Release from Captivity
In June 1941 Nazi Germany attacked the Soviet Union. Stalin, the Soviet leader, came to an agreement with the British government and Polish government-in-exile in London that a Polish Army should be formed on Soviet soil from the Polish men held captive in the Soviet Union.
At the end of August 1941 the camp Commandant told the captive Poles in the camp that they were now free people. He encouraged them to stay in the camp by saying that their pay would be doubled and that the camp store would supply them with good cigarettes. The Poles in the camp though were steadily dying. Already one third of them had perished. Disease was rife: tuberculosis, dysentery and night blindness.
A small group of Polish men from the camp went to the town of Wologoda. There they offered the Station Master cigarettes if he would send a train up the railway line to the rail terminal near the camp. He agreed to do this. All those in the camp went to the rail terminal and waited. It was October and the Siberian winter was establishing itself. After five days a train of six cattle trucks appeared. They all got on and the train started moving. They began to sing, the ancient Polish hymn that speaks of deliverance and offers thanks to God. Their journey to freedom had begun.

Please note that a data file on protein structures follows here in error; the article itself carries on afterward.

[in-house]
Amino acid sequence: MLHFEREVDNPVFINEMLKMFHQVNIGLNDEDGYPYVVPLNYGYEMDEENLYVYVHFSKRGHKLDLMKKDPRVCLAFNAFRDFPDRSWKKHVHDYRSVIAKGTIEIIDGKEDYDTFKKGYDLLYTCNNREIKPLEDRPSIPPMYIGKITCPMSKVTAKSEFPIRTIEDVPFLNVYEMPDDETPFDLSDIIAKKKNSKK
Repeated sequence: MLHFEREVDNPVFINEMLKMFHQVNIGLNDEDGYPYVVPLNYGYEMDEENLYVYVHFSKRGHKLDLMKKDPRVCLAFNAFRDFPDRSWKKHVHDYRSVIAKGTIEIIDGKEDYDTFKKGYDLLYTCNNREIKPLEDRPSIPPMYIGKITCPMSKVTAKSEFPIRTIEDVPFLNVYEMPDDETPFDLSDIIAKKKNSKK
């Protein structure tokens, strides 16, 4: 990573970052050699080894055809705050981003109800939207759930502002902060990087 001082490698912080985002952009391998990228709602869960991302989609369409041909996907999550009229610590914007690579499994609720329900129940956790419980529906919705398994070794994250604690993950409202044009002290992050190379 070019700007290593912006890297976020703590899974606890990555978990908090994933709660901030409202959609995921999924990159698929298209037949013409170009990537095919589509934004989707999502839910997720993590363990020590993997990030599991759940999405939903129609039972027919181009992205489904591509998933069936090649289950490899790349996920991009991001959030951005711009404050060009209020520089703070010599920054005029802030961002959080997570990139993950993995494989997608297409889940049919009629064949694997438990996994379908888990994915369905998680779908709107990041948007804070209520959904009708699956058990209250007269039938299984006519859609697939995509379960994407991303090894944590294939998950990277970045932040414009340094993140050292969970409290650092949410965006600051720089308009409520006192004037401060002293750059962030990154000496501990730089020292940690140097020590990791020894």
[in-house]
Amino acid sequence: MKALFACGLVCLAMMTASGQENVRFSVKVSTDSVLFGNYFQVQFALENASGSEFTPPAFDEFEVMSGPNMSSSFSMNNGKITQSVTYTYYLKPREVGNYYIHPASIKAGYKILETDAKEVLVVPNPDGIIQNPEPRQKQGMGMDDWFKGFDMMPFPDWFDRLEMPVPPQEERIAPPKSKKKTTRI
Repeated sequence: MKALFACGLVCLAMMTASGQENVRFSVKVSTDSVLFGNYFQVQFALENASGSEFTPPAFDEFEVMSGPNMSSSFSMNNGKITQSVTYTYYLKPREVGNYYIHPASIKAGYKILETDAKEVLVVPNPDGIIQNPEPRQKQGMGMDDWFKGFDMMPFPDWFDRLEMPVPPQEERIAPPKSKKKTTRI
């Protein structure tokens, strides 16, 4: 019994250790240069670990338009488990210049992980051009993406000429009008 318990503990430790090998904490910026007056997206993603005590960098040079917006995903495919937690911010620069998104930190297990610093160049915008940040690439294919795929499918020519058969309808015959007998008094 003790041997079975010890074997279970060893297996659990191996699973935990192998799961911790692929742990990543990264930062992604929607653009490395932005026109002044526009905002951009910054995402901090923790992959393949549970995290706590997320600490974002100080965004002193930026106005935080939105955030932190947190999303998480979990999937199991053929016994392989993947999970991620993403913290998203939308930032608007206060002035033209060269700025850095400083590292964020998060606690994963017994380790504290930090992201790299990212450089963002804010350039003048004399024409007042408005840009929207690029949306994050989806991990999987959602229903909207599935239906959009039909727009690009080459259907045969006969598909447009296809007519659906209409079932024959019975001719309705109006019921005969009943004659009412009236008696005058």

Escape from the Soviet Union
In March 1942 rumours began to circulate that the Polish Army was being allowed to leave the Soviet Union. It was true the Polish Army was heading for the Caspian Sea port of Krasnowodsk and from there crossing by ship to Persia. Polish officials were able to offer Eugene's mother the opportunity to take her family out of the Soviet Union on one of these transports.
They sailed across the Caspian Sea on a ship called the Kaganov.
The little ship was packed tight with passengers. Most were women and children. All passengers were weak, malnourished...many were already ill ... stench across the ship was unbearable. The combination of seasickness, diarrhoea and oppressive sunshine caused a heavy demand on meagre supplies of drinking water...the vessel soon ran dry...packed like sardines, travelled for 36 hours before finally arriving at Persian port of Pahlevi. Many didn't survive this latest ordeal and didn't live to see the free world again. (pp. 107-108)
When they arrived at Pahlevi the dead were taken off the ship first. There were many of them and they were laid out on the beach covered with a sheet. The living were "disinfected": clothes were burnt, hair cut to the scalp and bodies thoroughly washed. Eugene was diagnosed with whooping cough and taken to a hospital in Teheran.